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GOG starts early access program called Games In Development, DRM-free with 14-day refund policy


The folks at GOG continue their evolution towards full Steam-like platform with the introduction of their own Early Access style program. Called Games In Development, it will offer the same service you’re used to from Steam in terms of games that are playable but in alpha or beta states. It’s also looking far more curated right now, with just five high-profile (and good, but not old) games making their debut.

Here’s our guide to how to succeed on Early Access according to the devs who have.

The first games on the service are the following, all currently available at discount running until February 2nd:

GOG Managing DirectorPiotr Karwowski confirmed in a statement that it wouldn’t be as open a platform as Greenlight or Early Access, saying “We want all gamers on GOG.com to have access to what these titles have to offer, but we want to get it right, carefully evaluating each and every game, offering a 14-day refund policy, and providing GOG Galaxy support with update rollback and more.”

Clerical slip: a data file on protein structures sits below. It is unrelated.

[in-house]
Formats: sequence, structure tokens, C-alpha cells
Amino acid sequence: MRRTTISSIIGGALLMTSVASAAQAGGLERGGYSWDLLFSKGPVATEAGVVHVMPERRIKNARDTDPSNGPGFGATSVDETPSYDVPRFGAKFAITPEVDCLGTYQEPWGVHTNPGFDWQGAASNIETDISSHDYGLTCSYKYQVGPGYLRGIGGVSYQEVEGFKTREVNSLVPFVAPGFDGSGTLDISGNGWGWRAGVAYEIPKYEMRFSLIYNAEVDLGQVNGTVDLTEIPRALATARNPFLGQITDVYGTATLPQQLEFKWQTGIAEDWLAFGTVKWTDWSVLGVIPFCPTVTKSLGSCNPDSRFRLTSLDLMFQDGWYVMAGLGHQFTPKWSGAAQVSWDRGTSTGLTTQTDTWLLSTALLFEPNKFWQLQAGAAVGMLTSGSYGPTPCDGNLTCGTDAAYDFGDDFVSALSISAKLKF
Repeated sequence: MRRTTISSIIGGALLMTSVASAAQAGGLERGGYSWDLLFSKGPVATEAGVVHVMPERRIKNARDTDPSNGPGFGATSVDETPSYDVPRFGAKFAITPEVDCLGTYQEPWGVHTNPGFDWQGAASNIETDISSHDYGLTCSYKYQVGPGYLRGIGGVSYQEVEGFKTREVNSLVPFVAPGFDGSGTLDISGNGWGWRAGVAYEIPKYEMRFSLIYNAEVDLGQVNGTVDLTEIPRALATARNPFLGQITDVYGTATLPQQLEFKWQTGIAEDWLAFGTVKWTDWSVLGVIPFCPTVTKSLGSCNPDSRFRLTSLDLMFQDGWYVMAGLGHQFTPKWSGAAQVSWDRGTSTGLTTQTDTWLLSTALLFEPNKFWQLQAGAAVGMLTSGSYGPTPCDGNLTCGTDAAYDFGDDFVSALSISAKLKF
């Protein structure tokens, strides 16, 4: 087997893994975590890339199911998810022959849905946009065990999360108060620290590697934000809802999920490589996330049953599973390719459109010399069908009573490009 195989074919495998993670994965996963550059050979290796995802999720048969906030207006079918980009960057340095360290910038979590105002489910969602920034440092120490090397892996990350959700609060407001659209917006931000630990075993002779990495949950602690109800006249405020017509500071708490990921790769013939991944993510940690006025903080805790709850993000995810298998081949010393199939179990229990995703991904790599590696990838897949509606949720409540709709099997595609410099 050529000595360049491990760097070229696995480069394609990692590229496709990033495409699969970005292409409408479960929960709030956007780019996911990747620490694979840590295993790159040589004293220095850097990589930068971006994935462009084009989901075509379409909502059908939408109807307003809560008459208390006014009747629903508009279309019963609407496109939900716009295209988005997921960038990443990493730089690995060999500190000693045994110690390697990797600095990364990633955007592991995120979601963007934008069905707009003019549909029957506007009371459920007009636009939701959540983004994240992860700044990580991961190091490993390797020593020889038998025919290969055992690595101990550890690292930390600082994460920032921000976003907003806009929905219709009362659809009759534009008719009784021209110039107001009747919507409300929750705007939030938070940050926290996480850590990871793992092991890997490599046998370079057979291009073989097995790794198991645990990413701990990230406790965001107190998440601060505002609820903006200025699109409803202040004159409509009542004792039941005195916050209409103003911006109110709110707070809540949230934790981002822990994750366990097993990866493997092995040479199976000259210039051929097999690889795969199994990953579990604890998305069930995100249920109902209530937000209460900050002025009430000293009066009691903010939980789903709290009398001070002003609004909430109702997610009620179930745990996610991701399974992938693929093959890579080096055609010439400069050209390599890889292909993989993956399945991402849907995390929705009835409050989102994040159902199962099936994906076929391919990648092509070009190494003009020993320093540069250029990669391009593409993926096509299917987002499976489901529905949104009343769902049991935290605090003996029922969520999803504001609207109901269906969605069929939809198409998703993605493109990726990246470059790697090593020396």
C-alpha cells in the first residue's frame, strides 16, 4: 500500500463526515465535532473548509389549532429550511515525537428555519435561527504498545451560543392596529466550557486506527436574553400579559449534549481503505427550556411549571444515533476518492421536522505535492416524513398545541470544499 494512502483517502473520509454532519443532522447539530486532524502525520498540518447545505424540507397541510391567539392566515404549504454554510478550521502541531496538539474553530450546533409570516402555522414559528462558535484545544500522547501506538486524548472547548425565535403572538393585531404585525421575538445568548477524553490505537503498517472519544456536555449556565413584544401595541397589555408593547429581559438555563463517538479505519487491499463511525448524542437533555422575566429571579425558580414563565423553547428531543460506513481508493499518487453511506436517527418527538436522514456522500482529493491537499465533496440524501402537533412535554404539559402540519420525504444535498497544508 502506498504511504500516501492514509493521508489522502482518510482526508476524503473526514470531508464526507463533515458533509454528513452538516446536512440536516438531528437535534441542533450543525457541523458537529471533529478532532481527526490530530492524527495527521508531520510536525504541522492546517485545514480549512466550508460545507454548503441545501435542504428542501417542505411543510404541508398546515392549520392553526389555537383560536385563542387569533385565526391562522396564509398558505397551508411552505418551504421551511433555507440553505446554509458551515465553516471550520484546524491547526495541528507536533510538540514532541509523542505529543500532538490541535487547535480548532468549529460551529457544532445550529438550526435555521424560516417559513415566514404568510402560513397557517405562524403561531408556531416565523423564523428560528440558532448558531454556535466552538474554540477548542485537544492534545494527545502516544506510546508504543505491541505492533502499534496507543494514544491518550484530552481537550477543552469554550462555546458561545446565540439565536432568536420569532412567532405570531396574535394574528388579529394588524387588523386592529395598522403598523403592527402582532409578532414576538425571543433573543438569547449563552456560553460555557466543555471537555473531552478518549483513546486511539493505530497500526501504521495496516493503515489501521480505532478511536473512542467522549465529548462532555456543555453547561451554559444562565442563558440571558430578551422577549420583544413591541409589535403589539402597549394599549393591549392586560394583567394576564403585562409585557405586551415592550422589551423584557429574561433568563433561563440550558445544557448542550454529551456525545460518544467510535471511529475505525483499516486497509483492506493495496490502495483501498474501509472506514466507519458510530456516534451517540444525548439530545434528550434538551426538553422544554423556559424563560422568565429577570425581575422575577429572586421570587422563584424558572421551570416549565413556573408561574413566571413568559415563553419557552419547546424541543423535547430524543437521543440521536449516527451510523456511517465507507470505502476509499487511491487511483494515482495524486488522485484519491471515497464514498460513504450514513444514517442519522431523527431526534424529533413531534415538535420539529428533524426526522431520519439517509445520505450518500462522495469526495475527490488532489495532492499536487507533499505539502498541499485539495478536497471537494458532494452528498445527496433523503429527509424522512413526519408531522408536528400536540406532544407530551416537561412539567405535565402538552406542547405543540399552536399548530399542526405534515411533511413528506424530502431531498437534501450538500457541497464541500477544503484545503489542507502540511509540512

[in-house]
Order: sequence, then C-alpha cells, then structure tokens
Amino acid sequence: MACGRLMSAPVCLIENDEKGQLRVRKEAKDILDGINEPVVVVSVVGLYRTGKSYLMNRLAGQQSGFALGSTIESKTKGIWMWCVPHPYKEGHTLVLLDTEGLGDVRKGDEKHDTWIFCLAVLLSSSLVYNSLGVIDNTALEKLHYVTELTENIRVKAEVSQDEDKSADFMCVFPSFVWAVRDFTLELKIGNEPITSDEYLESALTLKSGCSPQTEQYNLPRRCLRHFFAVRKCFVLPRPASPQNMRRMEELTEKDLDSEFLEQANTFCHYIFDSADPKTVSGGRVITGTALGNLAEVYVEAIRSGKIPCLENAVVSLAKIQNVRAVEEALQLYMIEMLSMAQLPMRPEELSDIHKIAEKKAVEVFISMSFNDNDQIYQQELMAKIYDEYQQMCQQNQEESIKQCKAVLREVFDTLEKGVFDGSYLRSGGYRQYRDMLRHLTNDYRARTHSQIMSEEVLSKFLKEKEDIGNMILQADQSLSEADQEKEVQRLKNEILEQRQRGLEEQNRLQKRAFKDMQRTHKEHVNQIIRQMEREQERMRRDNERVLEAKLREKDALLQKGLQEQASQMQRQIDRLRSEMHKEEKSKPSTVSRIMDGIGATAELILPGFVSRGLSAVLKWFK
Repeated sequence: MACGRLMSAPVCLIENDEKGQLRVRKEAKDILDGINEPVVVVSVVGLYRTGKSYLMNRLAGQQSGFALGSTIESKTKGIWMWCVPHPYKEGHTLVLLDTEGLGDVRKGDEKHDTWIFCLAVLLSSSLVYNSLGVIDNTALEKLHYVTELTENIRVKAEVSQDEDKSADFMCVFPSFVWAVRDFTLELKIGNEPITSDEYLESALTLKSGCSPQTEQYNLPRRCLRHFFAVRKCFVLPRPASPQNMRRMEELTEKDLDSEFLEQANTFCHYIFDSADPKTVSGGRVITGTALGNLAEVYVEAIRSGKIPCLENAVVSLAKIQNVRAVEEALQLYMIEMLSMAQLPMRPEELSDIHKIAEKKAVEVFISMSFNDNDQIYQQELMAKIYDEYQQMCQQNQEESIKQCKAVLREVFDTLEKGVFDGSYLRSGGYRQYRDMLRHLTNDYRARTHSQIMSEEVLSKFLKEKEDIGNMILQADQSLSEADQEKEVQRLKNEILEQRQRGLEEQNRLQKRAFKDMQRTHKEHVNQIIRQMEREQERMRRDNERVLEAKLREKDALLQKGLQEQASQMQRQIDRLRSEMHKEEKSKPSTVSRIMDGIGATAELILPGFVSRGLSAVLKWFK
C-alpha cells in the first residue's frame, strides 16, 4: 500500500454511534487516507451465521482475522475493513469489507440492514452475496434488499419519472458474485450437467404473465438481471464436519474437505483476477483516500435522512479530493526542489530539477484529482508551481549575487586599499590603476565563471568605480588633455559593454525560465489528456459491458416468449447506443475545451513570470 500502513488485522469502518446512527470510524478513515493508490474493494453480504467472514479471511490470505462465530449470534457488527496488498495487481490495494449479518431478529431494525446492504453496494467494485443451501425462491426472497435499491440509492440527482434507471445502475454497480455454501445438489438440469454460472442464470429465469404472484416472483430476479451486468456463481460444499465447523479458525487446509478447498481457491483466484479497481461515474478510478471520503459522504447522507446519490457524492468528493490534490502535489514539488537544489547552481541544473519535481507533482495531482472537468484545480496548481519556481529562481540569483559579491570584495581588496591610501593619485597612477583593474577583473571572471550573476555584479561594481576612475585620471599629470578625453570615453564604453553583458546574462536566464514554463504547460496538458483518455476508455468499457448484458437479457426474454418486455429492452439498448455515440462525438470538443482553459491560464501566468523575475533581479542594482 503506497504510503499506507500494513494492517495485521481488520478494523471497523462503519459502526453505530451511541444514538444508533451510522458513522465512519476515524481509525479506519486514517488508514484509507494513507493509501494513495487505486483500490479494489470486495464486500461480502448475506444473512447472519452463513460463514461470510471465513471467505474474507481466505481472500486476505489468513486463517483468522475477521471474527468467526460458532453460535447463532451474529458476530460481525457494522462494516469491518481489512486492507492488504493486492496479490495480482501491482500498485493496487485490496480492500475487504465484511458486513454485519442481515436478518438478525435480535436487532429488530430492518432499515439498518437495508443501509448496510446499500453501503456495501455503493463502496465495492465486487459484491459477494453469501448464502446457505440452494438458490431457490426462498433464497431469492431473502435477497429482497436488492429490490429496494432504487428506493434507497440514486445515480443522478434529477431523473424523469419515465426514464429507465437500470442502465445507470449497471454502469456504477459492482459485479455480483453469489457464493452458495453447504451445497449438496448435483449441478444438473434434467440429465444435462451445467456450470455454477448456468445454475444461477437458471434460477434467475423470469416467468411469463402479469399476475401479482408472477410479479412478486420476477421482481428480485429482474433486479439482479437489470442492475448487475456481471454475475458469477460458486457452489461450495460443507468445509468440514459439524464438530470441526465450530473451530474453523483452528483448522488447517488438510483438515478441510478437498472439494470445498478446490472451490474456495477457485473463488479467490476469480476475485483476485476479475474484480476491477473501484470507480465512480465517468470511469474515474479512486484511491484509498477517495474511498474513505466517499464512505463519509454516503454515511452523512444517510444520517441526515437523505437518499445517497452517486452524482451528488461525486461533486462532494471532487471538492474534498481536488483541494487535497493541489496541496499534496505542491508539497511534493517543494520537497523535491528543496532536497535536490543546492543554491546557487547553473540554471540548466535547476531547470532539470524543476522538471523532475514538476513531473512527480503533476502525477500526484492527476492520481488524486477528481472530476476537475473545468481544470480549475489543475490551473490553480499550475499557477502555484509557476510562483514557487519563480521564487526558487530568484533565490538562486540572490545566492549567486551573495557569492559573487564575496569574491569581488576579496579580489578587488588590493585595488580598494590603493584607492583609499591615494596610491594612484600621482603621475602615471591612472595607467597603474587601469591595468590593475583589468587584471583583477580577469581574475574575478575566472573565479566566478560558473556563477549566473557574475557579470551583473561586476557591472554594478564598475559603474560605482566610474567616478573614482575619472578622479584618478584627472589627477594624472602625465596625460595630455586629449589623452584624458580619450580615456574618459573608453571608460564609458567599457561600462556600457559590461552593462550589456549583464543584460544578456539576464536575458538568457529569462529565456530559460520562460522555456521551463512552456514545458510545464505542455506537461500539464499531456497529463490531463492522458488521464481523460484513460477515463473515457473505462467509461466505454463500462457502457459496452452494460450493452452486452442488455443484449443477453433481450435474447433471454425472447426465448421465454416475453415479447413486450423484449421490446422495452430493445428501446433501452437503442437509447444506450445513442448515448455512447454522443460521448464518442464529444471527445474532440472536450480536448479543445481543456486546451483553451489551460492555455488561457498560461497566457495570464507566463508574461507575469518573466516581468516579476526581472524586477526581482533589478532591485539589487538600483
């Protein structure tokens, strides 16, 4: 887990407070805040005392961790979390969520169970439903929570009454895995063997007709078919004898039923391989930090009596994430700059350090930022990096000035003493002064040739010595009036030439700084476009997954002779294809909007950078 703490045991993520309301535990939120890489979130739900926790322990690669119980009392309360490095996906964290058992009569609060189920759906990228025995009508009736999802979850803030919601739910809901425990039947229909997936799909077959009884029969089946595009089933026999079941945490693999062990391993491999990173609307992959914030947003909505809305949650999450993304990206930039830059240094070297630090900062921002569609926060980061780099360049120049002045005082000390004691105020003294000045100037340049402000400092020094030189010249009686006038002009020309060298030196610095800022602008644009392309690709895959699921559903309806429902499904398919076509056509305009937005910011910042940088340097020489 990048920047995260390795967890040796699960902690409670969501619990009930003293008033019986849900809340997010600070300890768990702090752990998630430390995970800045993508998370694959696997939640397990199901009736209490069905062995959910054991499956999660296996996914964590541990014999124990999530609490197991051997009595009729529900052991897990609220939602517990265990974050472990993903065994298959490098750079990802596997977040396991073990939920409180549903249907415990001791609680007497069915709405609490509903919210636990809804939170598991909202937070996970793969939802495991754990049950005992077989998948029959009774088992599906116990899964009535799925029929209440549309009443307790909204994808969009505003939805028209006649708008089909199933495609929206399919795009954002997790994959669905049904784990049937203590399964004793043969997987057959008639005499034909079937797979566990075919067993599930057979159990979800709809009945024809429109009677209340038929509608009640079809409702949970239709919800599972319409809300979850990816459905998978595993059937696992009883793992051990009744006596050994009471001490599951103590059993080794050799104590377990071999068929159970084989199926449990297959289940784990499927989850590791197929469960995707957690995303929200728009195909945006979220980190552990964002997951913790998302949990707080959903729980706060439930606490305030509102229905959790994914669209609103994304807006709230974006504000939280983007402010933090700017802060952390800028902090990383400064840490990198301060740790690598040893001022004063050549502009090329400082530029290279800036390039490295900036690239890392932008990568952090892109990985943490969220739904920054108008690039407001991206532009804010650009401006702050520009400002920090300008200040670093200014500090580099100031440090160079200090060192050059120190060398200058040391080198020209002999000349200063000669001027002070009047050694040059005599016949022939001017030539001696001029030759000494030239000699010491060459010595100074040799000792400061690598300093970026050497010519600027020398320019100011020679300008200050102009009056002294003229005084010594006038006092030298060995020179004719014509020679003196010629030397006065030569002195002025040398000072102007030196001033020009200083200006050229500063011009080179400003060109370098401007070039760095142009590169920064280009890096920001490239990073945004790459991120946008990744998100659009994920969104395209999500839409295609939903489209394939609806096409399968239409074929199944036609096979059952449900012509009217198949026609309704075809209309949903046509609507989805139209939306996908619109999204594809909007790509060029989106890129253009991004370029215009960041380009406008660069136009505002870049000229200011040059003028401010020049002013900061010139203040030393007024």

The press release is keen to make it clear that the refund policy has no limits other than the 14 days – if you’re unhappy for any reason, you can send it back. Karwowski also explains how GOG Galaxyrollback – which is a totally optional client – works:

“If a game update breaks something or introduces unwanted changes, GOG Galaxy lets you easily rollback to any previous version of your game while you wait for the fixes.As an added bonus, rollback actually stores historical snapshots throughout a game’s development – that means you can always revisit any point in the game’s history with a single click.”

That’s actually fairly massive for a lot of different communities. It helps developers not worry about pushing broken updates by accident, means amateurs can see the process across its lifetime and players can revert if they just prefer an old version. It’s the sort of thing I’d expect Valve are working on, but struggling with the scale of their own system to implement it. GOG don’t have that issue when it’s only five games they have to support in this way, adding them irregularly and carefully from teams they trust. They’ll be looking at the community wishlist to help expand it, if you want to influence.